For those of you who have been following the news, the recent announcement by Stag Arms about their plea deal with the ATF is unsurprising. For those of you that haven’t been paying attention, here’s a basic rundown:
Stag is a true niche manufacturer. They assemble the only version of the AR-15 presently on the market that’s designed for left-handers, specifically for people who are left-eye dominant. The only weapon they construct is the AR-15. A large percentage of their sales have been to law enforcement personnel for professional use; they are also widely popular among lefties in the hunting and collecting communities.
Quite some time ago, apparently during a routine inspection, several incomplete weapon receivers were discovered in a company warehouse. They didn’t have the required serial numbers or licenses; according to company management, it was a part of a business deal that had fallen through, and they were storing the things until they could figure out what to do with them. (There was also a single weapon receiver registered to a police department somewhere; presumably it was there for repair but without the records who can know for sure?)
This is a criminal offense, of course; there’s a huge weight of supervisory regulation in place to deal with this sort of thing. Massive fines have been levied as punishment, and more tellingly, Stag has lost their license to produce firearms as a result. The owner is compelled to sell his business (likely at a loss) or shut down completely. In the latter case, his employees will all lose their jobs. In either event, he’s plead out to a personal criminal charge in addition to the above as part of the deal to keep his company going while they’re setting up the sale.
Bear in mind here: This is a consequence of what is seemingly a paperwork error. I won’t go so far as to say that shutting down the entire business as a result of a single lapse is excessive; for one thing, we don’t know enough about this case to judge. Criminal investigations are kept private for a good reason. For another thing, these laws are pretty important, and they ought to be taken seriously; the last thing we need is high-quality machine guns in the hands of inner-city gangbangers.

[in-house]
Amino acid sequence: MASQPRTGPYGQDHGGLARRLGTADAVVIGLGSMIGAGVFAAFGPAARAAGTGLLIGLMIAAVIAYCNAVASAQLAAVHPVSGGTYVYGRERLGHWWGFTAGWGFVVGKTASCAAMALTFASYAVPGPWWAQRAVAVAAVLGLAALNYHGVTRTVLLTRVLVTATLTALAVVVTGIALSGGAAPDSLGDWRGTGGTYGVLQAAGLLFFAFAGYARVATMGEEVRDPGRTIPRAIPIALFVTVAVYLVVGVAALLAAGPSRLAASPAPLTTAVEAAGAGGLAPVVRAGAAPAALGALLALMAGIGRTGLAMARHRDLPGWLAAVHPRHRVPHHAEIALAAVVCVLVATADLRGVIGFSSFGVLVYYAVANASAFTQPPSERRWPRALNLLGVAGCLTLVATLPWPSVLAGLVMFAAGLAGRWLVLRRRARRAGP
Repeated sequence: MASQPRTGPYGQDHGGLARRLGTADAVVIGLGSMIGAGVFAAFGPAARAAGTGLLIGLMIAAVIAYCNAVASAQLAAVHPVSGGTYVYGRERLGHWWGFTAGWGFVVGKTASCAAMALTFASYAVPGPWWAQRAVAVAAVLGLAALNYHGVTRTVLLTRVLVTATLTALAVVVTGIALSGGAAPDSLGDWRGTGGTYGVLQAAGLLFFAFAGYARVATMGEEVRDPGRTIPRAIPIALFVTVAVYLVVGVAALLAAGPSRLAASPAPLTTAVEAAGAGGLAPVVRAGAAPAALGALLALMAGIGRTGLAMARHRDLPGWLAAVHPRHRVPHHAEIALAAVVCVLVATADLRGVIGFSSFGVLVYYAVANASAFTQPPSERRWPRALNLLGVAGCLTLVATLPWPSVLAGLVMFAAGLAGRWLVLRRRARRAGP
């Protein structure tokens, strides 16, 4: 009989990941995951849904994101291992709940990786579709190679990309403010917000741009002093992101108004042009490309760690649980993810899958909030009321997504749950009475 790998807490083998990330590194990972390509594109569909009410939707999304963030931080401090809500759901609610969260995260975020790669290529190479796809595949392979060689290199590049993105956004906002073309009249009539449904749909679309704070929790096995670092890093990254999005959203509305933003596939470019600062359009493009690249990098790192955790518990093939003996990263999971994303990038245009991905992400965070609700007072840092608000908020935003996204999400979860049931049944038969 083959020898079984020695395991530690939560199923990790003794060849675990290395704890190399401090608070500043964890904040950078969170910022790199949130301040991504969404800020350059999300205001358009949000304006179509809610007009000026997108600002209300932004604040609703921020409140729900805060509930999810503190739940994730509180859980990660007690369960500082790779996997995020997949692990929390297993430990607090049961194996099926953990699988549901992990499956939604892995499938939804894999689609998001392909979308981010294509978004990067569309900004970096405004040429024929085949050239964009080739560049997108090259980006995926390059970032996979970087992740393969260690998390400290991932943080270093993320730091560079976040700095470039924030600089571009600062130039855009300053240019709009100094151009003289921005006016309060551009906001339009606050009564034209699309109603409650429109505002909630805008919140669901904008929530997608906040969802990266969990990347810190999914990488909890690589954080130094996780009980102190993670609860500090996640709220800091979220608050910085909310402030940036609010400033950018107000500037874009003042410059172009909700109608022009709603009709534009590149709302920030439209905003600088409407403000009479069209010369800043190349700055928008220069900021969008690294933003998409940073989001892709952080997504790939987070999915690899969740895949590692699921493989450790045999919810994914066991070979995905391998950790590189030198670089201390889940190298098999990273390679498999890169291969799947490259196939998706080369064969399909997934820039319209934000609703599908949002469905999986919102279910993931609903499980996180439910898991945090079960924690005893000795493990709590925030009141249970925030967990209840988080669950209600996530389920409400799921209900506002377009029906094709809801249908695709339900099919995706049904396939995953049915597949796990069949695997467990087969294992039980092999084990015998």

Yes, the letter of the law is important, but are we really justified shutting down a solid business for a single paperwork error? There’s twenty-odd employees that work for these people, not to mention innumerable suppliers and small parts manufacturers. Oh, and it’s domestic manufacture; these guns are made entirely in the USA.
The company has been in business for eleven years, and they fill a necessary role in the market. They do excellent work; their product is extremely reliable, their customer service is beyond reproach, and they go out of their way to provide satisfaction. From a political standpoint, their website is entirely neutral; they have options for every state’s unique approach to firearms laws, and they make no comment about any of them.
I can’t tell you for sure whether the gossip is true, that they’re being railroaded on a technical paperwork violation purely because of anti-gun sentiment in the federal administration. It seems plausible enough, but on the other hand, the case file isn’t open; from a factual standpoint, it’s possible that there was something more serious going on to which we are not privy.
What I can tell you is that, from a customer’s perspective, this operation is run very honestly, honorably, and professionally. Given the nature of their production line, it would be extremely unlikely for there to be any wholesale criminal activity, and selling illicit machine guns one at a time would be such a low-profit high-risk sideline that it would be almost unimaginably stupid. It would be akin to counterfeiting one dollar bills.